DELANEY, Trooper Leslie Sylvester – 1380 – 10th Light Horse Brigade , then Imperial Camel Corps.
Trooper Leslie Sylvester DELANEY was working as a Labourer in Bunbury ,when he first enlisted for service in the Great War on 19th October 1914. After 4 months with the 614 Depot Squadron of the 10th Australian Light Horse Regiment in WA he was discharged, no further details being provided on the service file.
Les DELANEY transferred to Kalgoorlie WA for work as a Miner, prior to his second attempt at enlistment for active service , on 16th August 1915. Following two months training, he re-joined the 10th Australian Light Horse Regiment, with the 11th Reinforcements at Blackboy Hill WA, on 20 October, 1915.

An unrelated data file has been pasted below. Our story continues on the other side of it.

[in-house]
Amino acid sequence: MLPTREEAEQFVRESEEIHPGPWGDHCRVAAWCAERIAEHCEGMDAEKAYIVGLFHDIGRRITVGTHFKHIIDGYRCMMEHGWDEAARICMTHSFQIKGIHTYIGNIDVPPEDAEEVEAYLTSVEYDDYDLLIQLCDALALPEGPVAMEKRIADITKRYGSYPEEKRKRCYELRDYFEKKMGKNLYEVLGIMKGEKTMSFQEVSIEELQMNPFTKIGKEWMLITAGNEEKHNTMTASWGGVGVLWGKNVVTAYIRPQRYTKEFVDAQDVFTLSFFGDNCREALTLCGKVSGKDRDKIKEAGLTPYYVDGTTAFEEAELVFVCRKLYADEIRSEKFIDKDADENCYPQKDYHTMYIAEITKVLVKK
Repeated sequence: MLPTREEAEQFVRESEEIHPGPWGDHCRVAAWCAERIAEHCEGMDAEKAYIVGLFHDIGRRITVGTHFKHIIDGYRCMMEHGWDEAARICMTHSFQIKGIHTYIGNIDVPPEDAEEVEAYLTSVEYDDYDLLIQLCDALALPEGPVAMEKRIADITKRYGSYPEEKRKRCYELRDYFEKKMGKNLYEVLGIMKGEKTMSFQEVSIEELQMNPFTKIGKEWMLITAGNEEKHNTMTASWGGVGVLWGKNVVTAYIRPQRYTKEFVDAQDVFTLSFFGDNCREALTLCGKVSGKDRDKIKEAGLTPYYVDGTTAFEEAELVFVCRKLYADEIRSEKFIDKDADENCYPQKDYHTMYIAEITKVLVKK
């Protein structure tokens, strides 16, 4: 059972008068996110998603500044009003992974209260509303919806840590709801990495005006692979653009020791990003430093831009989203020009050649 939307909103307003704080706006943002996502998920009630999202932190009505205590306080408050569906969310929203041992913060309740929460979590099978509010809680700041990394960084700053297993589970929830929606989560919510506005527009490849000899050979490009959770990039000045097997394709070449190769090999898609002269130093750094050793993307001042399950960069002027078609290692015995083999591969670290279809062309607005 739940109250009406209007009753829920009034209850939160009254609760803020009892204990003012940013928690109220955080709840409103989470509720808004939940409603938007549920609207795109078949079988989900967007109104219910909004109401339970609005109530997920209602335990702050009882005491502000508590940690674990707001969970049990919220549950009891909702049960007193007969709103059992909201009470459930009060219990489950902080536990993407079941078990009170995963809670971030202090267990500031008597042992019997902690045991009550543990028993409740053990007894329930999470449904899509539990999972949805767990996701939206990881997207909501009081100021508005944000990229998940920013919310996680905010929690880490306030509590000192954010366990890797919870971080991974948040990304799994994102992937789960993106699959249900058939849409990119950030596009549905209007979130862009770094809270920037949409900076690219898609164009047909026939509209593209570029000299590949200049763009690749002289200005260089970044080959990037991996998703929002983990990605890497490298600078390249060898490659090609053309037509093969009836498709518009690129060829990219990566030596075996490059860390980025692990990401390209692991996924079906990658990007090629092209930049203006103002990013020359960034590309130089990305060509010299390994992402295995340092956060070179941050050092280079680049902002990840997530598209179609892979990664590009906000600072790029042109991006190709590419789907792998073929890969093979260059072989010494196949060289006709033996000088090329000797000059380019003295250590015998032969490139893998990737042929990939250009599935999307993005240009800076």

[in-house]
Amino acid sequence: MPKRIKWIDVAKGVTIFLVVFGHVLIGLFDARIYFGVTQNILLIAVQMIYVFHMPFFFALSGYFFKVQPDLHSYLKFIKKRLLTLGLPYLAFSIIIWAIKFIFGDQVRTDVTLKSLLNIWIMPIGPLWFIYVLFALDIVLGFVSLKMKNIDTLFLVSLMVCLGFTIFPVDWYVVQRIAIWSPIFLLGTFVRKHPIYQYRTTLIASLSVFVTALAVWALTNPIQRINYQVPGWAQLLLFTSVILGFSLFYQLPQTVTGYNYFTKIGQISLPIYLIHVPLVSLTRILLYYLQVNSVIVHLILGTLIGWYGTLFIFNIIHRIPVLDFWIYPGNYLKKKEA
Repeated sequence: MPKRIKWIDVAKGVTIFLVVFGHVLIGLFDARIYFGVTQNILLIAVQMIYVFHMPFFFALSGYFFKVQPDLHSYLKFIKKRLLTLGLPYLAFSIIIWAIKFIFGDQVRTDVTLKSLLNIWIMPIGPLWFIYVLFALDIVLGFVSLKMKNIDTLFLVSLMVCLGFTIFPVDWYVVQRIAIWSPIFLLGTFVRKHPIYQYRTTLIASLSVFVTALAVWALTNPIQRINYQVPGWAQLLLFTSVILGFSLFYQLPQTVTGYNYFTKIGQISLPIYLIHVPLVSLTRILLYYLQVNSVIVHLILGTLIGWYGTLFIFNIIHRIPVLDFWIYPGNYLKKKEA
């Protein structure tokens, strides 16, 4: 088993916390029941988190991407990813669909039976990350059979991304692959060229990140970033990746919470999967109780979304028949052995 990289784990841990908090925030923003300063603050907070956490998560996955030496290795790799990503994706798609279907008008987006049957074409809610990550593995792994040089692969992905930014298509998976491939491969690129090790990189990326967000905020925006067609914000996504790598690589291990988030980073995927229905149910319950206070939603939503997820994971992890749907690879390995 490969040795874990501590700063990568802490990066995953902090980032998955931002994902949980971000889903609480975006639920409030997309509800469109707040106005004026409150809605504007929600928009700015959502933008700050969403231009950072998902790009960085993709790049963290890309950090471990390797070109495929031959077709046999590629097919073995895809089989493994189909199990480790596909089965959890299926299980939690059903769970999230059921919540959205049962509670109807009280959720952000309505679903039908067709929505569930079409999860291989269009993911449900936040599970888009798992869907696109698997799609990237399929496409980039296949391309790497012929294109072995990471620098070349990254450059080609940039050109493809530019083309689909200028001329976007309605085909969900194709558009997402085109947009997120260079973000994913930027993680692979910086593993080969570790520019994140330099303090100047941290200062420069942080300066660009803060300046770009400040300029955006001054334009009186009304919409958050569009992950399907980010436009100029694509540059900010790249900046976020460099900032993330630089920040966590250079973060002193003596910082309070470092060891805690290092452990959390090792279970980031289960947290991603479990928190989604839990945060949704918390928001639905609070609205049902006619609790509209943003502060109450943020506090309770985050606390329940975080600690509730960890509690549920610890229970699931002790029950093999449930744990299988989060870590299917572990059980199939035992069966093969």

On 1st November 1915 Trooper DELANEY embarked Fremantle on the troopship ” Benalla “, arriving at Alexandria Egypt on 24th November, being immediately transferred to the Overseas Base Depot for additional training. On 12 March 1916 whilst on duty at Habieta Egypt he contracted Pleurisy, requiring admittance to the local Australian Stationary Hospital. This illness caused recurring health issues for DELANEY during the next three months.
On 15 June 1916 Trooper DELANEY was transferred to the 3rd Light Horse Reserve Regiment for a short time, before being transferred to the Imperial Camel Corps at Tel-el-Kebir Egypt on 9 July, 1916. Effects of illness again intervened in late August 1916 when he was admitted to Hospital in Alexandria Egypt with Neuralgia. After a ten week period of recuperation, he was transferred to duty with the 3rd and 4th Anzac Division Camel Battalions, in the field in Egypt and the Middle East, on 11 November, 1916 and 16 March, 1917 respectively. On 30 November, 1916 , he was admitted to Hospital at Baharia, Egypt, where he was confined for two weeks.